It is important for humans to learn to live in a plurality of software cultures, and to realise that embracing a new software culture is different from buying a new car. An old car is easily sold and forgotten, but old software culture stays around alongside the new arrivals.

Advertisements

Poll on current priorities of IT organisations in the financial sector

As part of research on the banking sector, I have set up a poll on LinkedIn on the following question:

Which of the following objectives is currently the most relevant for IT organisations in the financial sector?

  • Improving software and data quality
  • Outsourcing new application development
  • Outsourcing legacy software maintenance
  • Improving time to market of new products
  • Reducing IT costs

The poll is intended as a simple pulse-check on IT in banking, and I’ll make the results available on this blog.

Please contribute here on LinkedIn, in particular if  you work in banking or are engaged in IT projects for a financial institution. Additional observations and comments are welcome, for example insights relating to banks in a particular country or geography.

No one is in control, mistakes happen on this planet

No one is in control, mistakes happen on this planet

As humans we heavily rely on intuition and on our personal mental models for making many millions of subsconscious decisions and a much smaller number of conscious decisions on a daily basis. All these decisions involve interpretations of our prior experience and the sensory input we receive. It is only in hindsight that we can realise our mistakes. Learning from mistakes involves updating our mental models, and we need to get better at it, not only personally, but as a society:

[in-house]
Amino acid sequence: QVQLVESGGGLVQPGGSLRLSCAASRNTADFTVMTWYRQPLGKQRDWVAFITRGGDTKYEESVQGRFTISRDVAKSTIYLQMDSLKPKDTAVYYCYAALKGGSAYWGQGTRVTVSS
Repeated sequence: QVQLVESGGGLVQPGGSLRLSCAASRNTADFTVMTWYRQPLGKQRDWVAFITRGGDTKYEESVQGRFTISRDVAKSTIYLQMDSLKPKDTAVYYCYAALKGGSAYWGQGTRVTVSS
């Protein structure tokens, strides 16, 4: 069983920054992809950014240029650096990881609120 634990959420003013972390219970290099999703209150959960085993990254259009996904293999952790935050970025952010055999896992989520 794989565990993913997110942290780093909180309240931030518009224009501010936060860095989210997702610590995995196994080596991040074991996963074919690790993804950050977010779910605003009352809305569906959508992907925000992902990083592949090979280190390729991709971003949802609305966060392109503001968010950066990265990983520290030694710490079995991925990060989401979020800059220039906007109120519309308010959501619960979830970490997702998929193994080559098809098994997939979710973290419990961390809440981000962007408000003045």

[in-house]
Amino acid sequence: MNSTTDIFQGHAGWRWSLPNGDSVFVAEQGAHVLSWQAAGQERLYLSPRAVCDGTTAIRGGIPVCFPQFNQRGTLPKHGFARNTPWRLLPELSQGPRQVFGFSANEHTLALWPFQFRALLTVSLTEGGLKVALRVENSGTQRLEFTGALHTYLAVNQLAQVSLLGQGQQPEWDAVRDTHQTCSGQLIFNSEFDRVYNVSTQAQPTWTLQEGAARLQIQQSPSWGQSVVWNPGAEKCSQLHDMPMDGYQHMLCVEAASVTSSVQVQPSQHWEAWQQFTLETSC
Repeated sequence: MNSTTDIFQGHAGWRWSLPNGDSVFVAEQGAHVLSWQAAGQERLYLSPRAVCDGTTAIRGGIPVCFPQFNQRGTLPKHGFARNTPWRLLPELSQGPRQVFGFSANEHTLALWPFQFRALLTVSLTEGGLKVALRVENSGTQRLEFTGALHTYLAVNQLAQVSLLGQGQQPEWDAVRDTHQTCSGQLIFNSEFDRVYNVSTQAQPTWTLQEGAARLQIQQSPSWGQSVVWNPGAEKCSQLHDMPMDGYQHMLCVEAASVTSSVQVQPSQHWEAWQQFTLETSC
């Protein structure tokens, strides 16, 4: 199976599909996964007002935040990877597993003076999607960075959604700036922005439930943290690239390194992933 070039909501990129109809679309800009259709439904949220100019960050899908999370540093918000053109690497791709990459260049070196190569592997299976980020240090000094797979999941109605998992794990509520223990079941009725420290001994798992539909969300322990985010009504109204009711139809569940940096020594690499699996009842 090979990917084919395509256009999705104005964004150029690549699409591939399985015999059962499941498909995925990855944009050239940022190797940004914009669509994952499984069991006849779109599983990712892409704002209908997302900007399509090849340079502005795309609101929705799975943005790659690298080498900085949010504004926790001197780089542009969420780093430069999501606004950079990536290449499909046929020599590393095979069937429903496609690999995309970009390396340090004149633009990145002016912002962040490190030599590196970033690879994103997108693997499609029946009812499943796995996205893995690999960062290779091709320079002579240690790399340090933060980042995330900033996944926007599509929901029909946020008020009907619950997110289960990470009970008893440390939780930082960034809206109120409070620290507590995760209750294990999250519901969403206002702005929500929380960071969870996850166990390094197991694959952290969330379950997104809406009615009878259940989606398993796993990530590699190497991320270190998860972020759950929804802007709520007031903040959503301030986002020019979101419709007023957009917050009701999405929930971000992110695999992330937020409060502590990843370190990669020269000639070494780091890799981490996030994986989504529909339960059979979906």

Whilst we will continue to interact heavily with humans, we increasingly interact with the web – and all our interactions are subject to the well-known problems of communication. One of the more profound characteristics of ultra-large-scale systems is the way in which the impact of unintended or unforeseen behaviours propagates through the system.

The most familiar example is the one of software viruses, which have spawned an entire industry. Just as in biology, viruses will never completely go away. It is an ongoing fight of empirical knowledge against undesirable pathogens that is unlikely to ever end, because both opponents are evolving their knowledge after each new encounter based on the experience gained.

Similar to viruses, there are many other unintended or unforeseen behaviours that propagate through ultra-large-scale systems. Only on some occasions do these behaviours result in immediate outages or misbehaviours that are easily observable by humans.